Your Smartphone as a Car Key
BMW, Tesla, Kia and Hyundai have vehicles that can communicate directly with your smartphone at short distances to act like a car key. These systems use near-field communication or Bluetooth Low Energy to establish short-range communication between the phone and the car. In essence, you can walk up to your car with your phone in your hand (or a compatible smartwatch on your wrist), and the vehicle will open when you pull on the door handle. Without the phone, everything remains locked.
Automobile manufacturers like BMW have taken this a step further. Placing your phone in a specific location in the center control allows it to act as the ignition key so that you can start the engine. Unfortunately, there aren’t any aftermarket systems that use this technology yet.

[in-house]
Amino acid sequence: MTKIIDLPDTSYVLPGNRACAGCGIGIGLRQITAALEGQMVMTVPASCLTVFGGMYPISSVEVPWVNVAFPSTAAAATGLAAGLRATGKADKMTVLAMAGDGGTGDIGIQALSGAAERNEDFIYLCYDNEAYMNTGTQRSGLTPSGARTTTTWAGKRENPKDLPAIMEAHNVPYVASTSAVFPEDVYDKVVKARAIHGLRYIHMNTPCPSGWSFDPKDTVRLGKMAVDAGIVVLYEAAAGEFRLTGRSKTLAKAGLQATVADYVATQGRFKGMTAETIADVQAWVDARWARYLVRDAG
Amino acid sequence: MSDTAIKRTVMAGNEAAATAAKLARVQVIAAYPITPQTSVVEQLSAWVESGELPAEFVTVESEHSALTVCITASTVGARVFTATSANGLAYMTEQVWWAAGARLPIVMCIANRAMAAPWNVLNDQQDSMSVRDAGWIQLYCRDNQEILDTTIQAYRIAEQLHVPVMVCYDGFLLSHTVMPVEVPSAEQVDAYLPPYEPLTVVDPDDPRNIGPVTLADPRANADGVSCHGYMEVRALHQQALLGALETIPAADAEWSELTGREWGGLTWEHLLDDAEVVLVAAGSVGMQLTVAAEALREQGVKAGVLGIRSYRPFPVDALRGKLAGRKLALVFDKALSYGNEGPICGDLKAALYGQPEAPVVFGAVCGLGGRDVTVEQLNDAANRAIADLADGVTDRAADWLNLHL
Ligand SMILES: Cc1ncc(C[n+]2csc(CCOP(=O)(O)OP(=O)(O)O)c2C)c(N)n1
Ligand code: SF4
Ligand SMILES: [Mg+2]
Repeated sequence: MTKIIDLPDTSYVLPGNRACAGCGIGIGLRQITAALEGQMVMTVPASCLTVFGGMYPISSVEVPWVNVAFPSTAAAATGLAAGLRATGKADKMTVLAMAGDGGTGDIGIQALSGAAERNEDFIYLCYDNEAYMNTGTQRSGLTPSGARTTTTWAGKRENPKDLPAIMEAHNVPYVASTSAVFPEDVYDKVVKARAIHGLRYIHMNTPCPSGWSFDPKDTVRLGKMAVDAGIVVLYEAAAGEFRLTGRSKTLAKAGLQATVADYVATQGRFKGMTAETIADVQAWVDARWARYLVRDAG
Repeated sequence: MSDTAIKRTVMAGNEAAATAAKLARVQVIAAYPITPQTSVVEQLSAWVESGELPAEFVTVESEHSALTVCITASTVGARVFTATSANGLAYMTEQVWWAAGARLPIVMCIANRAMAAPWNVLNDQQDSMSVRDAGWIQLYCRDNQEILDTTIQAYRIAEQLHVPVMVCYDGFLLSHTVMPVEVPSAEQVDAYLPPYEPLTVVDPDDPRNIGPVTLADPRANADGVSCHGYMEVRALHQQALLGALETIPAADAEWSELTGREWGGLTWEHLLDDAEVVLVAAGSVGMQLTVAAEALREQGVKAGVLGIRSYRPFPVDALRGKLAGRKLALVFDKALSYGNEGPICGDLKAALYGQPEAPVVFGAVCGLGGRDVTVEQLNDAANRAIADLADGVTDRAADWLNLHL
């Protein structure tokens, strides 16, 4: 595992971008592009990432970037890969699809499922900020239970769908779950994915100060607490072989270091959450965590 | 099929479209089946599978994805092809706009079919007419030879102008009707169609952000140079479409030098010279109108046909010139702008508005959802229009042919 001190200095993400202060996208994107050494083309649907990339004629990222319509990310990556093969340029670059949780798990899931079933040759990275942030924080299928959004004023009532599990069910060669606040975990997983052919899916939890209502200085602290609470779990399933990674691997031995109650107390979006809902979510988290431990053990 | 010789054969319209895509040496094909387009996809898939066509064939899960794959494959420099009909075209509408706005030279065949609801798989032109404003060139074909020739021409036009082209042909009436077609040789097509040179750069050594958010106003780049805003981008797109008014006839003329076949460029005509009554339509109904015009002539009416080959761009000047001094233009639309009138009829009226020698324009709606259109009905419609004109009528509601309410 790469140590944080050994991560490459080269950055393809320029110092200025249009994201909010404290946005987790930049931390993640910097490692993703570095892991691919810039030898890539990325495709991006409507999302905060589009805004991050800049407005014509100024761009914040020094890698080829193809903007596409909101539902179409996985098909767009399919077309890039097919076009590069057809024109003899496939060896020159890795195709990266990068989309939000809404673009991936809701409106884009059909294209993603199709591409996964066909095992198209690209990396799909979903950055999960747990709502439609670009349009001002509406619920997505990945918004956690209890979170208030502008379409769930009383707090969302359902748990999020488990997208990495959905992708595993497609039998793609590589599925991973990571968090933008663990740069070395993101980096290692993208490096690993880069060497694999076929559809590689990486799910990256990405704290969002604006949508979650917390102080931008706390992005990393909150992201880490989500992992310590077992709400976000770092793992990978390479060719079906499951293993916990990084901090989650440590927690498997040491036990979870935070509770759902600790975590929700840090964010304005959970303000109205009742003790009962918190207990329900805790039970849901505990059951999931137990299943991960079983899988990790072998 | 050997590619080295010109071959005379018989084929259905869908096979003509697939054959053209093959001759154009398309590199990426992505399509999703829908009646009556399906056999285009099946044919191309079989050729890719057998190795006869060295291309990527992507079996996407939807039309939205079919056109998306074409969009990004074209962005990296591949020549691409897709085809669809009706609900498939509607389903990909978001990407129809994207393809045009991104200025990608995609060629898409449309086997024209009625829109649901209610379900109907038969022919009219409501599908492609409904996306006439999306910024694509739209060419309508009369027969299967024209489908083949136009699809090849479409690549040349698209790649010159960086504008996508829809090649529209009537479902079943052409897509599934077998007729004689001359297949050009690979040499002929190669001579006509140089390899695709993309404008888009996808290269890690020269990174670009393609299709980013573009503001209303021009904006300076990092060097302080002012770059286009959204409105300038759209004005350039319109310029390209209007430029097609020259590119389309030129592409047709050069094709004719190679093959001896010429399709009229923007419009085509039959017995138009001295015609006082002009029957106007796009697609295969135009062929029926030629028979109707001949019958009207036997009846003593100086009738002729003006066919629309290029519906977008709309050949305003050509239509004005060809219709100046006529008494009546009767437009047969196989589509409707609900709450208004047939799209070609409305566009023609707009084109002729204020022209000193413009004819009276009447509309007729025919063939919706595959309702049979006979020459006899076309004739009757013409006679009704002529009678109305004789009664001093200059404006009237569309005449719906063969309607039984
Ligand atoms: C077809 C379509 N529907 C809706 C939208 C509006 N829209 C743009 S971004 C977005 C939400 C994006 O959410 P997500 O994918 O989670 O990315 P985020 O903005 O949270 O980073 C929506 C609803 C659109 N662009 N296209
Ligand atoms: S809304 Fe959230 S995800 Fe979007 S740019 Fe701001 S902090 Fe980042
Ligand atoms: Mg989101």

Pick the Right Remote for your Convenience System
Whether you have a keyless entry system and door lock solenoids installed or a complete remote start and security system with smartphone connectivity, how you interface with these upgrades defines their reliability. Drop by your local specialty mobile enhancement retailer today to learn about the remote options available to keep your car or truck safe and make it more convenient and comfortable.